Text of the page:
Fashion Tribe: Vuitton reopens Ala Moana store
BY NADINE KAM / firstname.lastname@example.org
Louis Vuitton reopened its expanded Ala Moana Center store with an early morning blessing on April 19 before the center opened.
The expansion allowed the arrival of LV’s Haute Maroquinerie, with a special salon for afficionados of made-to-order leather goods, one of the few select LV boutiques offering the bespoke service worldwide.
The one-of-a-kind handbag personalization service offers clients the ability to select one of five shapes in two different sizes, with a palette of 26 colors in eight different types of leather, as well as hardware.
This little pom, Diva, loves being toted around in LV.
Diva’s human, Noelle Sasaki.
Those seeking a personalized ‘Haute Maroquinerie’ handbag start by selecting one of five designs, available in two sizes, then has a choice of 26 colors and eight different styles of leather.
Then comes hardware selection.
The shapes available are:
>> Noé: Designed by Gaston Louis Vuitton in 1932 to carry champagne bottles.
>> Triangle: Created in 1934 to carry knit works.
>> Lock-it: A 1958 design that owes its name to the expression used when protecting ones’ precious belongings.
>> Milaris: One of two contemporary designs.
>> Neo Steamer: Trapeze-shaped original introduced in 2011.
Louis Vuitton’s relationship with Hawaii dates back 32 years, when Ala Moana Center became home to its first freestanding store in Hawaii.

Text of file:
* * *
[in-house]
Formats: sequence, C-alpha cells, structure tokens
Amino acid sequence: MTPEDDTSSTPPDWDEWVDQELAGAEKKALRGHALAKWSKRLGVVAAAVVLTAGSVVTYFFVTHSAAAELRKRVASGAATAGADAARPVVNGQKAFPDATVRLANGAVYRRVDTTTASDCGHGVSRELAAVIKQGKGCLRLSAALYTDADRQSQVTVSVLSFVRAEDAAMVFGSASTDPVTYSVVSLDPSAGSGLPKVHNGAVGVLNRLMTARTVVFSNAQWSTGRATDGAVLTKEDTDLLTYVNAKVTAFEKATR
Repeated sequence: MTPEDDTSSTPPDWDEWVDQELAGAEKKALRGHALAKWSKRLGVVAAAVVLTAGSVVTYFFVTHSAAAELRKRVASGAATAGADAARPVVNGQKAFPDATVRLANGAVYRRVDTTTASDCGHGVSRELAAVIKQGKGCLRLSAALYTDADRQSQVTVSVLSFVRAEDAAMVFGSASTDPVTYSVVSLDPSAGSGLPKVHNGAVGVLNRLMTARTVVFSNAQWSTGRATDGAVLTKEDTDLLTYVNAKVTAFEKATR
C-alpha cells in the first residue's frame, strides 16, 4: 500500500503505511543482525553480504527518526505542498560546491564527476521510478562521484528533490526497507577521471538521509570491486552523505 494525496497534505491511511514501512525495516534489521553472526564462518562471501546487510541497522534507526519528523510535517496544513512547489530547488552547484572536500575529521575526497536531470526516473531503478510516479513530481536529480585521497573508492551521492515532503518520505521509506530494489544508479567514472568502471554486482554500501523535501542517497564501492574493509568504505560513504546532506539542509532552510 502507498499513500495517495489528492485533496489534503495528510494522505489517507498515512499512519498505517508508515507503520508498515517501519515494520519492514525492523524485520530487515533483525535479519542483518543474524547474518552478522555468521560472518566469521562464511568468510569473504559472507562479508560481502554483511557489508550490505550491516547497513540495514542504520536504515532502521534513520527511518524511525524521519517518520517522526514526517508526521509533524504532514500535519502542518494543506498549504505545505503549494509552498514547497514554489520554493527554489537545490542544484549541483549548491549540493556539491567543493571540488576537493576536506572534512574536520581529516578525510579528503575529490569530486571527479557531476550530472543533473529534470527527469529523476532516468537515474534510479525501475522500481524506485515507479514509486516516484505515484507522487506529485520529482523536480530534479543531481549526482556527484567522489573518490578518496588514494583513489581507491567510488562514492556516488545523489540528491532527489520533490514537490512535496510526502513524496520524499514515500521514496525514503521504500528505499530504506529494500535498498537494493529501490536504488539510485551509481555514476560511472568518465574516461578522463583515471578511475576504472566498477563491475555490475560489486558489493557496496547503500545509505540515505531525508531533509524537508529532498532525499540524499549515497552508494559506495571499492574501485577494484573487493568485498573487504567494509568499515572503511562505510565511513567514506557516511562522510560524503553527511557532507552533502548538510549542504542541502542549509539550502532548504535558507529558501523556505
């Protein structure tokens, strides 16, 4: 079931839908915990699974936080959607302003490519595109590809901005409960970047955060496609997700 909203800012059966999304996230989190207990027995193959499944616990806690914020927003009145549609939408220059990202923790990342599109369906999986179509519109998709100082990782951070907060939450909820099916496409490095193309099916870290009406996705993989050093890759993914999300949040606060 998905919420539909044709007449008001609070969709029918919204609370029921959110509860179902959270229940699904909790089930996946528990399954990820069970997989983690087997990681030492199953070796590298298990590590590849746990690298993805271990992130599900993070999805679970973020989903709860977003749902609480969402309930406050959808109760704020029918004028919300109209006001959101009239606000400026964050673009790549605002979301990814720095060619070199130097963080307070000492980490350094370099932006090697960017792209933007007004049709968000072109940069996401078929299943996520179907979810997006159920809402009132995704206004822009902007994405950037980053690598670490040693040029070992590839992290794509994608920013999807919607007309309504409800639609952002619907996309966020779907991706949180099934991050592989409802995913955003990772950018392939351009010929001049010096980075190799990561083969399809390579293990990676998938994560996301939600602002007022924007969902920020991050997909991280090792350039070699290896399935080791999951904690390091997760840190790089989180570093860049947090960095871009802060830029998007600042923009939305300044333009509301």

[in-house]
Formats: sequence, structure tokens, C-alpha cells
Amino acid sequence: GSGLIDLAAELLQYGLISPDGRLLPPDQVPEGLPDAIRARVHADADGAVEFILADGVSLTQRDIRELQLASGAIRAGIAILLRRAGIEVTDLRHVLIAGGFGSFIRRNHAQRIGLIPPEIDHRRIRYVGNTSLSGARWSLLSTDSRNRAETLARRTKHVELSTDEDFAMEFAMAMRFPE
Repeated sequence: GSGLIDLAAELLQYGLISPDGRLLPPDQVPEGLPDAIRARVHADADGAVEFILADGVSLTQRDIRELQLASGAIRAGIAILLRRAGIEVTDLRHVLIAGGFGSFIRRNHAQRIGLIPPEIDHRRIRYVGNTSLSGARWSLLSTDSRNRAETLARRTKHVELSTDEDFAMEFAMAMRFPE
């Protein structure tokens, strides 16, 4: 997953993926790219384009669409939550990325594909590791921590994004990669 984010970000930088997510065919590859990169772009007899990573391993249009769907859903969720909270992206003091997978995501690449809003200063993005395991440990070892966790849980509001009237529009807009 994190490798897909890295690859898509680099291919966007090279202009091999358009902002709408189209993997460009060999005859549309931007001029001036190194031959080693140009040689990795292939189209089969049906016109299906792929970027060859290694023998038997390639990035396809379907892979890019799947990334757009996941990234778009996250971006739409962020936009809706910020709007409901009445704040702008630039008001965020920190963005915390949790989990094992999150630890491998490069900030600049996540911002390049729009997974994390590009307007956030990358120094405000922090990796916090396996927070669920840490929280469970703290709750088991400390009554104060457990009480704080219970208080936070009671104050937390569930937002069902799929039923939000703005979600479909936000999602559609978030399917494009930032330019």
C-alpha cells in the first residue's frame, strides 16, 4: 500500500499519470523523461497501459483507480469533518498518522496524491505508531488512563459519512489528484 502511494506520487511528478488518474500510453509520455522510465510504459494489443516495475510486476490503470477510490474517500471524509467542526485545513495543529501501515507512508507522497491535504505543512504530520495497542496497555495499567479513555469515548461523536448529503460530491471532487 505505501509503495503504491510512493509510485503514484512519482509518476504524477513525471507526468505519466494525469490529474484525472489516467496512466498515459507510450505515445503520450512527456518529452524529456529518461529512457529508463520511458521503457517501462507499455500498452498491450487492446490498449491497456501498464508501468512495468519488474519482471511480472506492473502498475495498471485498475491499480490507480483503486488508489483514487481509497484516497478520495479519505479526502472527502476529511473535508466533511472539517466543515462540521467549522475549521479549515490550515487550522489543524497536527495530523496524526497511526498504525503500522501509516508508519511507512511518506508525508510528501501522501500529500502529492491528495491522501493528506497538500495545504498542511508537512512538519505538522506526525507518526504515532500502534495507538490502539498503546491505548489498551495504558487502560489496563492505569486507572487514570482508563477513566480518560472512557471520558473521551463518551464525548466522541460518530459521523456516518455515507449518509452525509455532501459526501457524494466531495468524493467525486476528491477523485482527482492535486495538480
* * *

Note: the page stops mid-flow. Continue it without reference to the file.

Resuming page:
Valérie Chapoulaud-Floquet, President and Chief Executive Officer of Louis Vuitton Americas, noted, “Louis Vuitton has accompanied travelers to Hawaii since early 1880. Hawaii is one of our most vibrant markets with sophisticated global clients who appreciate the value of luxury.”
To commemorate the grand reopening, LV partnered with Hawaiian artist, dancer and cultural expert Sig Zane, to design artwork for the store’s vestibules. The hand-carved ilima design—honoring the history of the area—is accompanied by Zane’s original Hawaiian chant, “Ka Lanakila Pio,” expressing a love story between Louis Vuitton and Hawaii. The poem is written on kapa that resembles the Louis Vuitton damier pattern, with Hawaiian symbols of spear, pathway, waves and mountains.
In addition to women’s leather goods, ready-to-wear, shoes, accessories and jewelry, the expanded store carries a greater assortment of menwear and accessories.
For the opening, Louis Vuitton also created a limited edition Monogram Idylle pendant necklace, in 18k white gold necklace with sapphire pendant.
From left, Brandy Serikaku, Kuhao Zane and Sig Zane in one of the vestibules bearing the artwork they created in collaboration with Paris artisans.
The store is blessed before employees and guests enter.
Employees hands-on involvement with blessing the store.
Part of the new menswear department.
Louis Vuitton Hawaii regional vice president Dale Ruff is flanked by Oahu Publications’ Jennifer Sojot, Linda Woo, Sarah Honda and Lianne Bidal Thompson.
On the day before Easter, a pastel vision. I love the fresh lilac and periwinkle colors.
Plenty of scarves to choose from.
Joe Bright uses oil paint and handmade stencils to personalize small to large leather goods with monograms.
Take your pick of colors.